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Sollertis_FeatureBlogImage_31AUG2020

The Slide Trust® Provides the Best Domestic Asset Protection – California Lawyer Reveals 2021 Strategy and Advantages to Asset Preservation

Understand domestic asset protection and ways to use domestic asset protection trusts – the Slide Trust® allows your assets to remain in the US even after there is danger to your wealth, while preserving at all times the option to ‘slide’ into another state with maximum control and layers of protection.

True wealth is protected wealth. True happiness is having options with handling that protected wealth with layers of security, control, oversight, and checks and balances.

As we’ve recently witnessed, having options available with your finances and being able to take action on those decisions with speed is almost priceless in our global economy.   Everyone is impacted and prevention is essential to the safety for you and the ones you care about.

For individuals in the US who or are leery of having foreign accounts or allowing foreign banking to be part of your asset protection planning strategies, domestic asset protection may not only be the conservative wealth protection approach you’ve been looking for, but also the best and most flexible long term asset protection available.

What most people ignore as they build wealth over the years, is the need to protect and structure their wealth wisely.

The Sollertis Slide Trust® is the ultimate domestic asset protection tool. Let’s discuss what it is and how it works.

WHAT IS THE SLIDE TRUST?

To understand how the Slide Trust can protect your assets, let’s first share some basics to provide content and a brief history of asset protection trusts.

Spendthrift Trust

A spendthrift is a person who spends improvidently or wastefully, or in short, a person who is prone to blowing their money.

Trusts were typically set up by parents for their children. The parents wanted to ensure that their children did not blow through the money, so they included a provision that gave the Trustee of the trust the power to hold a spendthrift child’s money in trust in lieu of giving the money to that child outright.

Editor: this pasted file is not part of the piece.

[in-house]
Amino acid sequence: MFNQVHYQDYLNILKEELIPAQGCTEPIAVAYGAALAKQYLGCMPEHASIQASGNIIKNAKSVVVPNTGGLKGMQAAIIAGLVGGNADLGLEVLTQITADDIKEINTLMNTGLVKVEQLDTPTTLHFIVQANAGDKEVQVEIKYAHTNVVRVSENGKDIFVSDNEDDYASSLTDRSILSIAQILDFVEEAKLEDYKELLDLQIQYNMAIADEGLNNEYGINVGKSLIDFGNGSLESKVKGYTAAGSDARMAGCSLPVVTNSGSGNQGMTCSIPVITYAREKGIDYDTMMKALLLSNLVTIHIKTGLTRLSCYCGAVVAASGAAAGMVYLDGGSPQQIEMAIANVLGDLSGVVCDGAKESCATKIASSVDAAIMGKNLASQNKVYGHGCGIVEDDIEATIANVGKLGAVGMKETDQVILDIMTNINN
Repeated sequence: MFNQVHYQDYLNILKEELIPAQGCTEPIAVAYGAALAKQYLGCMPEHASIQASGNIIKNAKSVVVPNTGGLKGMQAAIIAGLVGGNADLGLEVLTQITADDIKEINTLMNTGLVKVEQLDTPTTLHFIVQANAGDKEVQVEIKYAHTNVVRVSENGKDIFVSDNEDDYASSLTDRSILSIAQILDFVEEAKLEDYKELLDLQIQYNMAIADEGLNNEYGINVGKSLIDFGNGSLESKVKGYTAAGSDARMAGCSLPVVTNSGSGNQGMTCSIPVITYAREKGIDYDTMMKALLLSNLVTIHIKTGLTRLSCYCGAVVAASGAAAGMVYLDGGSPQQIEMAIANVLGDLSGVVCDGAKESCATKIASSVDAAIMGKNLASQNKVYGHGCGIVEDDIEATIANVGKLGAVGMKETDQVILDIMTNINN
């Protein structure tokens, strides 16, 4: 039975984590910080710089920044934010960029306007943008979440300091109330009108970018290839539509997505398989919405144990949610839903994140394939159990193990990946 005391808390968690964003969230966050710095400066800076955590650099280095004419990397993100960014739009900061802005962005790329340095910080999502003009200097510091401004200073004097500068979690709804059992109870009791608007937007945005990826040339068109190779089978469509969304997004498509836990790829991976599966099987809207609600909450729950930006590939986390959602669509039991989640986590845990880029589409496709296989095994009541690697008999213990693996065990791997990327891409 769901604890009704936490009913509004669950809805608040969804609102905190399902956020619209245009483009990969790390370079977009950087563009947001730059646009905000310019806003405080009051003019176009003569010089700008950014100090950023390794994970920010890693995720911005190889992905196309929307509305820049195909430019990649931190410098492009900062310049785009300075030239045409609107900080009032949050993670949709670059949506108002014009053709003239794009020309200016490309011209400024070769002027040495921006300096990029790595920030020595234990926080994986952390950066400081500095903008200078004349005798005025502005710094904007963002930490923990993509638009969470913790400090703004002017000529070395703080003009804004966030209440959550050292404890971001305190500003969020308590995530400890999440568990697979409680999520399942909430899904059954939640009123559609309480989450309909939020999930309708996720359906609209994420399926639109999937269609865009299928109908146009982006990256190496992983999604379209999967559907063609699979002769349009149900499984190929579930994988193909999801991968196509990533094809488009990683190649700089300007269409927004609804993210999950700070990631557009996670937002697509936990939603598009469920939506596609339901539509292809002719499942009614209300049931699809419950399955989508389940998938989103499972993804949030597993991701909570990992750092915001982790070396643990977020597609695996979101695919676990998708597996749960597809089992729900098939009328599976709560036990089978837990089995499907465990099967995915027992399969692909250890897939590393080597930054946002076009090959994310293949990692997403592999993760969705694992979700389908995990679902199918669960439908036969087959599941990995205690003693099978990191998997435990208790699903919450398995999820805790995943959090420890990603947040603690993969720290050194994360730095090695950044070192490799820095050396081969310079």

When a Trustee determined that a child was irresponsible with money, he would retain that spendthrift child’s funds in trust, using the money from time to time for the child’s benefit, for instance, sprinkling some cash to the child on a periodic basis, buying things for the child, or paying directly for expenses of the child.

Not surprisingly, the situation arose where the spendthrift child got into debt. The creditors of the child wanted to collect their money so they started suing the trust to force the Trustee to pay money to the child so they could get their money or in the alternative, to force the Trustee to pay money directly to them, the creditor. In order to prevent these lawsuits from being successful, attorneys started including a “spendthrift clause” in their trusts, a clause that prevented the creditors of a spendthrift child from being able to access that child’s funds which were in the trust. This was the first time that a trust was used to protect assets from a creditor.

Self-Settled Spendthrift Trusts (Before 1989)

As spendthrift clauses became a standard provision in trusts, it was only a matter of time before people attempted to block their own creditors from accessing the funds in their own trust while they were still alive. Unfortunately, these early attempts to use one’s own trust to protect one’s own assets did not succeed.